Evolution of a novel: Good Girl
The Evolution of a novel: Good Girl
Many know that I’m editing Good Girl, but few know I’m completely rewriting it for publication into paper. The rewrite has been an eye-opener into my growth as a writer. I could go into great detail over the changes I’m making, the scenes added or subtracted, the abundance of words deleted, and the total restructuring of, not only the novel, but, the series as a whole. I’m not going to bore my readers(new & my faithful followers from the beginning) with over-explanation since it starts to sound like bragging or like I’m putting down my own work. I’m nothing if not humble… because this rewrite is a humbling experience to say the least. But I take great comfort in seeing my growth over the past sixteen months since I began writing Good Girl.
I’ve said time and time again that I was releasing Widow by such and such a date, only to go back on my word. Subconsciously I was stalling because something felt off… and then I knew. I knew what I needed to change for the betterment.
When I announced my rewrite in the M&M of Restraint group on Facebook, I was asked why I’d change a novel that was currently published. My answer was that as I grow as a writer, I want my books to evolve with me, and it would be disrespectful to the story and the readers to leave it… as less than it could be. But the reality of it is, Good Girl is the foundation of a 7 book series. If a foundation is weak, the entire series could crumble. I don’t work as hard as I do; I don’t create these characters, their worlds, and breathe life into them only to fail.
A story starts with a single thought and is fostered over thousands upon thousands of hours… and that’s not when you’re writing. Willow and company have been in my mind since their conception, over sixteen months ago.
Every. Single. Day.
As a constant reminder of failure, I retain a few glaringly detrimental plot devices from the M&M of Restraint series. I’m currently writing book 12 in that series, and I’d love. LOVE. to fix some things that are set in stone. My only recourse was to slowly arc the story in the correct direction… lesson learned, I’m not doing that to the Blended series. I’m fixing it in the beginning before I make more work for myself in a later installment.
I will announce that the Playroom series is now the Blended series, because the premise revolves entirely around a blended family, not the roving environment of Augustus Kline’s creation. I also changed the genre from Erotica to Contemporary Romance and Erotic Romance, also because the focus is not on the lifestyle. M&M is hardcore, dark and twisted, mysterious and suspenseful, with a hefty dose of kink. That is not what I want from the Blended series.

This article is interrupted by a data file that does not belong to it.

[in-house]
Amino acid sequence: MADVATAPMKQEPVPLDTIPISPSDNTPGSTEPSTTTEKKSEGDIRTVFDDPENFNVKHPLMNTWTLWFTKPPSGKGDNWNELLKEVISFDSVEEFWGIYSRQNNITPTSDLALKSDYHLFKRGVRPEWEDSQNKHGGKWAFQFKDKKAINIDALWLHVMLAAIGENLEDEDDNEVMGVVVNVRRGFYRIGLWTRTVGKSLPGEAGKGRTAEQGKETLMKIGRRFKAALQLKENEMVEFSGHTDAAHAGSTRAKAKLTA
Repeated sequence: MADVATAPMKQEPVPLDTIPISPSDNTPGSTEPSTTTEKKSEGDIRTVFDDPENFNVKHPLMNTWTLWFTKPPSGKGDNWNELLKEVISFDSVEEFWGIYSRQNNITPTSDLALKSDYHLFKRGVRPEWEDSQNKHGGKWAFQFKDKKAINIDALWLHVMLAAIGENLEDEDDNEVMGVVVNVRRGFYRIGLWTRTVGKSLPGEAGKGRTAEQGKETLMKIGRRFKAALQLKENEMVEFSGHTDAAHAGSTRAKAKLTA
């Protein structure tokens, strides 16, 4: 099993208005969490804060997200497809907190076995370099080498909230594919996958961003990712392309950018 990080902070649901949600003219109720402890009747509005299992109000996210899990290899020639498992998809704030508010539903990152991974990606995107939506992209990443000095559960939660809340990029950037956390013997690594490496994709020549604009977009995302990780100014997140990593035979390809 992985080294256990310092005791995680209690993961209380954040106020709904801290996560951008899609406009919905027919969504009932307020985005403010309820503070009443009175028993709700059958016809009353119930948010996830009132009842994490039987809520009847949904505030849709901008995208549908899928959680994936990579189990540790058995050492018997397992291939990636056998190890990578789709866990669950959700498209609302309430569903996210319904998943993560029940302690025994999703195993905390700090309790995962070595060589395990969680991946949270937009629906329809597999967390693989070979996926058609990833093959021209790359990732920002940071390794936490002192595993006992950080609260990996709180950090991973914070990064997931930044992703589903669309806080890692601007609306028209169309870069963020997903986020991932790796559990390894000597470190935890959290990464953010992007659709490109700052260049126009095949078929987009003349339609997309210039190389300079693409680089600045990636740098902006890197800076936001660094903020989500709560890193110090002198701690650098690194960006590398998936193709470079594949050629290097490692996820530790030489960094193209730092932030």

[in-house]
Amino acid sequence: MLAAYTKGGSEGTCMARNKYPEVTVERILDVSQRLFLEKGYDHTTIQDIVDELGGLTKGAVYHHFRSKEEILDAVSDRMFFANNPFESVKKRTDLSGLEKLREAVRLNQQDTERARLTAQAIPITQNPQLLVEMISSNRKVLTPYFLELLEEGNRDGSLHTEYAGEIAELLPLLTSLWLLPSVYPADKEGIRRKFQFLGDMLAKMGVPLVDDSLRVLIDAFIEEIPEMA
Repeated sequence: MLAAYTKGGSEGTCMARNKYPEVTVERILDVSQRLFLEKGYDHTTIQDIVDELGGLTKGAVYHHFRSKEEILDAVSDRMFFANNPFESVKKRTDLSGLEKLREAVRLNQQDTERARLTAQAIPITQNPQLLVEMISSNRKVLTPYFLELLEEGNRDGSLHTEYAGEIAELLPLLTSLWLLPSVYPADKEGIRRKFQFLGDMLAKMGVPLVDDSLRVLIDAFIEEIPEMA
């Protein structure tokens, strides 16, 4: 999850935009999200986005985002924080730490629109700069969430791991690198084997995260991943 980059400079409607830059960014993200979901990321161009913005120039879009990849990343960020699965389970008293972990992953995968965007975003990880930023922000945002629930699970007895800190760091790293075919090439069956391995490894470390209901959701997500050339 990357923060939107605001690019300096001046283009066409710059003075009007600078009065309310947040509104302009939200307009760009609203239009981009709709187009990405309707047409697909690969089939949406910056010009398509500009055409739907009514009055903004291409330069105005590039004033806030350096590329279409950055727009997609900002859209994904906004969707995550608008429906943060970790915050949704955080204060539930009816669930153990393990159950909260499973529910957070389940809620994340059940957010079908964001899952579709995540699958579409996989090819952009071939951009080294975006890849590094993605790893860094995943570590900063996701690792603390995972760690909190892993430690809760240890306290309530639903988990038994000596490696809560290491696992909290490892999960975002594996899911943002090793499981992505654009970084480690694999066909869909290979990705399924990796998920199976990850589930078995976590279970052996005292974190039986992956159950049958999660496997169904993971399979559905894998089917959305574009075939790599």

My thoughts: if I wanted my two series to be identical, I’d just write more books in a particular series. In the beginning, before I knew better, I’d read reviews. A handful of reviews stated Good Girl wasn’t like the M&M series, and this was in a negative tone. No, Good Girl is not like the M&M series… because it’s NOT the M&M series. It’s the Blended series and they are nothing alike.
I needed completely opposite ends of the spectrum from my series. M&M is the scandalous tales of the rich and twisted. Blended is the real life issues of a blended family struggling to survive in mainstream America, while they endure the stresses of combining a two large families while one of their own battles drug and alcohol addiction. Blended is regular folks… and I’m okay with that. Sometimes you need to experience heartbreak and triumph from a source outside of your personal life so you can deal when real shit hits the fan- a story to draw strength from.
Each and every one of these characters is connected through blood or blended through marriage. The ties that bind have absolutely nothing to do with the roving playroom and everything to do with the blending of a family; hence my decision to change the series title. Their ages range from fourteen to forty and, with the exception of Good Girl, every book is an HEA book; hence the need to change the genre to Contemporary Romance.
The Blended series begins with Willow Prynne’s journey from a disillusioned teenager to a mature young woman. Good Girl has a brand-spanking new synopsis:
There aren’t many options for a girl who falls in the middle. I wasn’t an athlete or a geek. I wasn’t an artist or a musician. I didn’t shake my pom-poms along with my ass. I was just a good girl who got good grades and kept her mouth shut. I didn’t date my high school sweetheart and promptly get married the second I was handed my diploma. I’m not shiny enough to attract notice, nor dark enough to be a problem.